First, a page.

Pakistan needs GDP growth driven through domestic investment as it usually more reliable, sustainable and less volatile compared to the foreign investment. Usually investment comes in with the snowball impact i.e. greater investment means greater employment, income, spend and possibly further investment.
Domestic investment is mainly dependent on local savings or domestic credit to the private sector. Unfortunately, both are facing significant headwinds. In 2005, Pakistan’s domestic credit to private sector and domestic savings were at 29% and 15% of the GDP respectively. However, by 2018, they both dropped to 19% and 6% of the GDP respectively.
On positive note, Pakistan does not need to reinvent the wheel on how to improve the financial inclusion. They are lot of examples globally and especially in South Asia where countries such as China, Indonesia and India improved its financial inclusion. The federal Government and State Bank of Pakistan (SBP) as a central bank need to play a critical role in ensuring access to financial instruments for masses and protecting backs from the instability and risks.
There are different economic factors driving the headwinds however lack of financial inclusion is one of the major ones. Financial Inclusion refers to the efforts of making financial products and services accessible and affordable to all individuals and businesses. There is a strong co-relation between developed countries and financial inclusion i.e. generally more developed the country, higher the proportion of Financial Inclusion. Financial inclusion has many benefits such as that;
- It encourages and provide people a platform to save money
- Providing banks with higher deposit base to lend greater amount of credit to households and businesses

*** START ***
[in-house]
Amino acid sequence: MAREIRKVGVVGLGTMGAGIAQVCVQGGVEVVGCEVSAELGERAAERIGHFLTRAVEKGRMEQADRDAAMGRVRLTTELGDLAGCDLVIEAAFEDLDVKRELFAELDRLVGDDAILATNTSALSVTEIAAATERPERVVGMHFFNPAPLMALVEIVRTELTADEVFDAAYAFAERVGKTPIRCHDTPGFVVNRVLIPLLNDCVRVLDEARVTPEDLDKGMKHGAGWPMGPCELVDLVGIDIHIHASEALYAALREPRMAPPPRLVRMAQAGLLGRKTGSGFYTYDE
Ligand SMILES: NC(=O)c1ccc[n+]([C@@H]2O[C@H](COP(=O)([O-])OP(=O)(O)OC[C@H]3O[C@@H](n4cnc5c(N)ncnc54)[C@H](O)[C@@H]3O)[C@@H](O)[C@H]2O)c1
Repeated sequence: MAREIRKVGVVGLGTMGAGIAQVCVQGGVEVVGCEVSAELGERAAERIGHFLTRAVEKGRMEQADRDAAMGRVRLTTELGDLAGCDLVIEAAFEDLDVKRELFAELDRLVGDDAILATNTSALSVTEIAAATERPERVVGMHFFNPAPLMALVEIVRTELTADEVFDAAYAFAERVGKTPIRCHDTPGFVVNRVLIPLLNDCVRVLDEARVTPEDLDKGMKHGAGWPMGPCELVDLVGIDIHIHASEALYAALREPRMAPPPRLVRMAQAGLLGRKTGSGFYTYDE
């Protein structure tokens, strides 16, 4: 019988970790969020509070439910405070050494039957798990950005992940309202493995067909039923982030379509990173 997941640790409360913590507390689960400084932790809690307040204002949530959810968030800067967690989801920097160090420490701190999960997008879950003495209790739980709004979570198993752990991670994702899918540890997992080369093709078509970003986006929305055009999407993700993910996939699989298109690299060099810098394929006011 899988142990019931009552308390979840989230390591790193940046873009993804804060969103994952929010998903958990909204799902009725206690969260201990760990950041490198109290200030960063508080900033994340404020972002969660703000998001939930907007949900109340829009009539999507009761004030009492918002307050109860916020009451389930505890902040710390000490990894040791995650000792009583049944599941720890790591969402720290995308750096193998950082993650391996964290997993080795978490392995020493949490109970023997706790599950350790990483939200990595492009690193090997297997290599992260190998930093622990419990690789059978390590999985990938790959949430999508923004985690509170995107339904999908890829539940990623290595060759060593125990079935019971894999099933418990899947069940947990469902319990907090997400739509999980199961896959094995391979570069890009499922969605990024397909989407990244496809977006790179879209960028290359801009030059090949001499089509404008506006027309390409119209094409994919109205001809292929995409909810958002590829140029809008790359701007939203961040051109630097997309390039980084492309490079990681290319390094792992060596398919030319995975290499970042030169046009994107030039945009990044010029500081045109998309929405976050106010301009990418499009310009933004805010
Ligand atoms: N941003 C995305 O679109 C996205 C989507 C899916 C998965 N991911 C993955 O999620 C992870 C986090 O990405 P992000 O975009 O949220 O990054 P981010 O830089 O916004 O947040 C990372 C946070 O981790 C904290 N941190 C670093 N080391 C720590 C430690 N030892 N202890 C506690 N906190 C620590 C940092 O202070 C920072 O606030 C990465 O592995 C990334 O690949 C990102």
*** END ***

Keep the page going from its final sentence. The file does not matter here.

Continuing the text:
- Providing significant productivity gains for individuals and businesses as they can manage their cash flows online or by phone, allowing greater time for their core businesses or value add activities
- Removing inefficiencies as lenders supports and encourages efficient business models and industries
Unfortunately, Pakistan is lagging in Financial Inclusion. Findex report 2017 reported that only 20% of the adults in Pakistan has bank accounts. This is significantly behind international average, including regional countries such as Bangladesh (50%), India (80%), Nepal (45%) and Sri Lanka (74%). Among the countries where half or more adults are un-banked, Pakistan has the largest number of un-banked adults in the world.
As a result, banks in Pakistan have limited deposit base for which they take a conservative view to only lend to large corporate and government bonds. Therefore, their credit to agriculture and small businesses has immensely dropped to negatively impact the overall economy and the GDP growth. Hence, Pakistan must prioritize Financial inclusion. Not only it is a medium to enable greater savings and lending within the financial system but it has many other significant benefits such as
- Efficient allocation of resources
- Risk mitigation for savers
- Facilitation of trade
- Wealth accumulation for savers through added return or profit
On positive note, Pakistan does not need to reinvent the wheel on how to improve the financial inclusion. They are lot of examples globally and especially in South Asia where countries such as China, Indonesia and India improved its financial inclusion. The federal Government and State Bank of Pakistan (SBP) as a central bank need to play a critical role in ensuring access to financial instruments for masses and protecting backs from the instability and risks. Below are some of the successful regional tactics which Pakistan can look to leverage and implement
- Government legislation to encourage financial sector to take more risk in lending money and incentivise them to open new customer accounts. This is similar to Jan Dhan Yojana scheme in India where government mandated state banks to open a new customer account
- Government to encourage individuals to use banking system by mandating small to large businesses to use electronic payments for wages and purchases
- Banks to offer government backed frill accounts where banks offer small overdraft facilities once new customer is transacting for a certain minimum time period
- Government to legislate strong laws, procedures for recovery in case of bad debts
- Educating businesses about the potential productivity gains by using electronic banking
Pakistan due to nationwide NADRA electronic identity cards and high usage rate of mobile phones has the strong foundation to build or improve Financial Inclusion. All it needs is for the government and central bank to take the right measure and steps with greater urgency